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May 11, 2022
Dina is the resident Content Writer at EcoOnline eCompliance. When she’s not writing about health and safety, you’ll find her enjoying a cup of tea while watching her favorite sitcom.
Hazard assessments are a critical part of any health and safety program. This process allows employers and management to create a safer work environment where more people are protected on-site. Not only is this a vital part of your safety program, but it is also a legal requirement.
A hazard assessment can be defined as a process where hazards are identified and assessed by workers and the employer. At this time, certain controls are also analyzed to help mitigate hazards which are uncovered on-site.
Our EcoOnline team wants to share three fundamental things you should know about hazard assessments to help make the process more efficient for you and your team. Let’s get started!
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Hazard assessments should be conducted by experienced members of the management team in addition to competent workers. This should not fall solely on one person as it is truly a team activity. In terms of safety professionals, they should only provide guidance when it comes to hazard assessments.
Members of management must lead hazard assessments while workers should provide insight into hazards they face daily while conducting job tasks. Meaningful management and worker involvement and collaboration are key during this process to help uncover all hazards and put the best controls in place to help mitigate them.
Such collaboration will not only help to create a safer work environment, but it can also help boost employee participation and engagement rates. When workers understand the vital role they play in protecting their peers, they will be more inclined to participate in safety activities and behaviors. Having employers and management value their feedback and insight when conducting hazard assessments will also help to improve worker participation to build a more powerful safety culture.
The frequency of hazard assessments depends on the type of hazard assessment conducted. Generally, a hazard assessment should be conducted whenever new processes or procedures are introduced, when new equipment is used, or when other changes occur. This will help uncover any hazards which may have been a result of those changes.
Employers must keep records of all hazard assessments with the date recorded for reference. It’s also vital for this information to be shared with employees, so they are aware of any hazards identified and the controls put in place to mitigate them. This will help to keep them safer, and more educated, on the job.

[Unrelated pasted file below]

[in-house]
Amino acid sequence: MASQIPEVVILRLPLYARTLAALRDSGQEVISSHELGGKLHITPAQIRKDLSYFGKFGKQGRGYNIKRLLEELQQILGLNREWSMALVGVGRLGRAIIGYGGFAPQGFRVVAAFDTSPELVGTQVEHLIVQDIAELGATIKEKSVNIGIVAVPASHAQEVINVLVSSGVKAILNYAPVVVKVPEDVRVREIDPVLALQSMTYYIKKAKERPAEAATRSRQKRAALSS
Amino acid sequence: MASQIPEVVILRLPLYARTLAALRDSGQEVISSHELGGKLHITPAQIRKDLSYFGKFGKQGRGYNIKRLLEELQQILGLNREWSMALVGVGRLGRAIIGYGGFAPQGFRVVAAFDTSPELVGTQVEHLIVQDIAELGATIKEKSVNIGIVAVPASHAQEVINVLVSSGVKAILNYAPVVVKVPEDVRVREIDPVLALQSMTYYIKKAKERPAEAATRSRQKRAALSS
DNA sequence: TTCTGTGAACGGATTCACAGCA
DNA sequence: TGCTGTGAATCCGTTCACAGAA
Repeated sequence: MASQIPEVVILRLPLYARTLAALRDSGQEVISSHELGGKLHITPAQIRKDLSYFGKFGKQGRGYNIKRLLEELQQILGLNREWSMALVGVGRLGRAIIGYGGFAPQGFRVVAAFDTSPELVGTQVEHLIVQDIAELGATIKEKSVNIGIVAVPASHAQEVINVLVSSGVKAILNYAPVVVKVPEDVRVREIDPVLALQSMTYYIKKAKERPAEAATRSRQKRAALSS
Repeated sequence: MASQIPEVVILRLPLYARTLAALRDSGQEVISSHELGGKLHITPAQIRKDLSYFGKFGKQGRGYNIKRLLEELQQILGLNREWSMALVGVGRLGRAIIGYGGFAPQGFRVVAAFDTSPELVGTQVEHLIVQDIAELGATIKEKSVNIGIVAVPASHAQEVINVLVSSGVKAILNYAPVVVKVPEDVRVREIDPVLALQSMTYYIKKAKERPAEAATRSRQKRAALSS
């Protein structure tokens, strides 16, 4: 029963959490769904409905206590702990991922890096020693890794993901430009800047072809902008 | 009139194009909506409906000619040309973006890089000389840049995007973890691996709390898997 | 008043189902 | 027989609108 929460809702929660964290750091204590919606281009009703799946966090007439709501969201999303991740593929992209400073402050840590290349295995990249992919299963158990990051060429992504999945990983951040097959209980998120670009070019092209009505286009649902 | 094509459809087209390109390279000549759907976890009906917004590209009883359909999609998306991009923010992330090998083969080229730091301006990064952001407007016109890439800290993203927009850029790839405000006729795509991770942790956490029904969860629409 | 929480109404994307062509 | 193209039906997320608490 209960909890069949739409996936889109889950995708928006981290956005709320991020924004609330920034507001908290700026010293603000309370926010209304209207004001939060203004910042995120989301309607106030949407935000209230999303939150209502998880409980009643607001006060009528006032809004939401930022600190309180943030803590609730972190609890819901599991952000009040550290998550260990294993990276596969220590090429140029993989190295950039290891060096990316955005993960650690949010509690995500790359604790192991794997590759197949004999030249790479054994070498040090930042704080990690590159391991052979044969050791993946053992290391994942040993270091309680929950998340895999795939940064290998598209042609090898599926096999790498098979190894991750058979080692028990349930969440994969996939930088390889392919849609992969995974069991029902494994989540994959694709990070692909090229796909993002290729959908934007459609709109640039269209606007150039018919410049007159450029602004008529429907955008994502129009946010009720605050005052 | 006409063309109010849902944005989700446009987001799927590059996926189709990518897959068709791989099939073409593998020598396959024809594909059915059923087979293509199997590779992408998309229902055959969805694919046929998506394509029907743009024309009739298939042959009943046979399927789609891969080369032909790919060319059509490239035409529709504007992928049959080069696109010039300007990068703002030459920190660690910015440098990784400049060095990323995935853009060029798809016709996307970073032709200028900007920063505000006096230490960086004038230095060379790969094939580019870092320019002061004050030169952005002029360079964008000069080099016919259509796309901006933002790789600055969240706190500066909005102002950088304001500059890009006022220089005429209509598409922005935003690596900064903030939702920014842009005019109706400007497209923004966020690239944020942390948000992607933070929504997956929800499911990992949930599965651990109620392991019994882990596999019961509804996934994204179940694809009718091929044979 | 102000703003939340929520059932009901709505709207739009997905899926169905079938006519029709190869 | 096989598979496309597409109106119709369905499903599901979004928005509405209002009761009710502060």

To learn more about each type of hazard assessment and how often they should be conducted, download our free Hazard Assessment Whitepaper.
Hazard assessments are important for a multitude of reasons. Besides helping boost worker participation in safety activities and more, they are one of the most fundamental elements needed to create a safer workplace for your people.
First and foremost, hazard assessments provide an opportunity for the employer and workers to identify and analyze all hazards which may be present on a worksite. It is also a chance for them to implement the hierarchy of controls and evaluate what actions need to be taken to best reduce incidents and injuries. This, along with risk assessments, are the very foundation of a strong safety program. To learn more about the subtle difference between a hazard and risk and how both assessments complement one another, read our new guide.
As previously explained, this process also helps to boost worker participation and engagement in safety activities. What’s more, workplace hazard assessments can also help reduce downtime and increase efficiency on-site. With less injuries and illnesses occurring, organizations can see less time lost due to employee incidents and company shutdowns.
The EcoOnline EHS management solution can help streamline your hazard assessment process with everything digitized and centralized in one cloud-based, platform. It’s time to toss paper and Excel-based processes to the side, as they are prone to human error and can lead to time-consuming processes.
Curious to learn more about how we can help you create a safer workplace? Speak to one of our EcoOnline representatives today.
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